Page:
Olivion Resort, near Belek, Turkey
We’ve been very lazy about posting blogs since the start of the year, so apologies to any of you who have checked in from time to time and found nothing new here. We’ve been busy, but somehow much of what we’ve been busy with is not blog material, at least for the time-being.
Anyway, Stan and I are in Turkey at the moment, with an ever-increasing design team, working on the Olivion Resort, near Belek. We had a pretty full-on day yesterday on site and then in a late afternoon workshop. The design team, which includes John Goldwyn and Lisya Sullam from WATG and Mike Wood from GEO, had collectively presented a draft master plan to the clients during meetings in London last month and this was their opportunity to provide feedback. What struck me was the way they approached this process.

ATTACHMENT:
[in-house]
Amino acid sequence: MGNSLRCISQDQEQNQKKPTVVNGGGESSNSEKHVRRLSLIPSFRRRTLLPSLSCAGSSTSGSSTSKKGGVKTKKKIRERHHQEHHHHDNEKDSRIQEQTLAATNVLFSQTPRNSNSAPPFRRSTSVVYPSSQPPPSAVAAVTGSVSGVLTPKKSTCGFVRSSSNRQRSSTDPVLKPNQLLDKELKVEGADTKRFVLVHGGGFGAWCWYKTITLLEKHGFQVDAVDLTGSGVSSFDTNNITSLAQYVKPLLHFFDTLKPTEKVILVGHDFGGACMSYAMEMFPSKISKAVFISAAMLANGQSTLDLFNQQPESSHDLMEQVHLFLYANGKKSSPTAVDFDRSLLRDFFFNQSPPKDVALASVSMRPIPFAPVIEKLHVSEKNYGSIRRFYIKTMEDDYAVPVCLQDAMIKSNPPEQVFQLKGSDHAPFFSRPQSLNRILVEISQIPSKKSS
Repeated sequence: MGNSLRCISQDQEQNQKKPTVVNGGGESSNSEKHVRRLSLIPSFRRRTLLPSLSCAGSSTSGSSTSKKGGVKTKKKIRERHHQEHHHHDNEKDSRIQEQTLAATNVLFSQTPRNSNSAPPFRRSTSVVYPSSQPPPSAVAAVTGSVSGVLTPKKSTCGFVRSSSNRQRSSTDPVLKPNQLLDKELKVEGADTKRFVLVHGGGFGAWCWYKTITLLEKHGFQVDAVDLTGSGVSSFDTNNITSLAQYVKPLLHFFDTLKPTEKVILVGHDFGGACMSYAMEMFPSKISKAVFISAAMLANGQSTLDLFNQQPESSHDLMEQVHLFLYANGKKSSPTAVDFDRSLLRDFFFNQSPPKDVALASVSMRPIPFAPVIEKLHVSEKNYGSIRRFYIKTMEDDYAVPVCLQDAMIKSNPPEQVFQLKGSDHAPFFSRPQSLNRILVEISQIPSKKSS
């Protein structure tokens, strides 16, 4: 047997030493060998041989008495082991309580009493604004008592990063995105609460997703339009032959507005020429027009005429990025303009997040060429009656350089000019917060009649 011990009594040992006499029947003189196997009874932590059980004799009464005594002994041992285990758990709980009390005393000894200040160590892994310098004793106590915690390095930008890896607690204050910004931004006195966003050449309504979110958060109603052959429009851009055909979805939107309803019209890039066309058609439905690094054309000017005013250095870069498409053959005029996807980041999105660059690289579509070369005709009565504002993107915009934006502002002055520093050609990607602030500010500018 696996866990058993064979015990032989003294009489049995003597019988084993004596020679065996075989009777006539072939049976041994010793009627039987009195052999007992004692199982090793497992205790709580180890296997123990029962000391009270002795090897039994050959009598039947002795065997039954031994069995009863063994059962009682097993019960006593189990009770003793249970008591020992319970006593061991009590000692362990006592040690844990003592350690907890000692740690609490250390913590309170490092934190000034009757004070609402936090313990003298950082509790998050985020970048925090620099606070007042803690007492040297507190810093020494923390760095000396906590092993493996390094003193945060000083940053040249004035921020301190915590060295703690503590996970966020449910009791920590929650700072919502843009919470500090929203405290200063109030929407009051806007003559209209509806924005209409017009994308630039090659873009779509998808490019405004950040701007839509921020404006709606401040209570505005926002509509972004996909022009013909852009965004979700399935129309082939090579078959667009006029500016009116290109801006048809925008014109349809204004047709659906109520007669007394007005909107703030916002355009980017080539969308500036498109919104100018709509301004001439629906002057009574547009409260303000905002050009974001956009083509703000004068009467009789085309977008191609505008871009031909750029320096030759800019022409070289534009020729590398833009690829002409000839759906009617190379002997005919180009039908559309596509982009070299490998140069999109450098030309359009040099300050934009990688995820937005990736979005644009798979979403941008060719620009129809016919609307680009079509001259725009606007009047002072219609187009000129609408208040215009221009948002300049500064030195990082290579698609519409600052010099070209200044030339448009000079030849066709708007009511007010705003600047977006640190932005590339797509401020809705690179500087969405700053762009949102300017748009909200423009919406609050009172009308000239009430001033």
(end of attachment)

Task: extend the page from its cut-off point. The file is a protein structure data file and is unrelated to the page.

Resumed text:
There were a number of issues that, potentially, had quite significant impact to the master plan. We’ve all been in meetings where a client would have said something like “I don’t want it to be like this, I want it to be like that – go and do that” and sent the design team away simply to carry out his requirements. That’s fine, but it doesn’t leave any room for the design team to get creative. But yesterday the clients instead said things like “we think there is an issue here (for instance, they were concerned with the position of the proposed access road into the project) – what can we do to fix it?.” That’s a completely different proposition, allowing the design team the ability to creatively come up with a solution that meets the client’s concerns.
In the end, it’s two ways of asking the same thing, but invariably the solution will be better if the design team are given the opportunity to use their skills to come up with the best response rather than a response that just meets the client’s demand.
Stan Eby, Haluk Kaya and John Goldwyn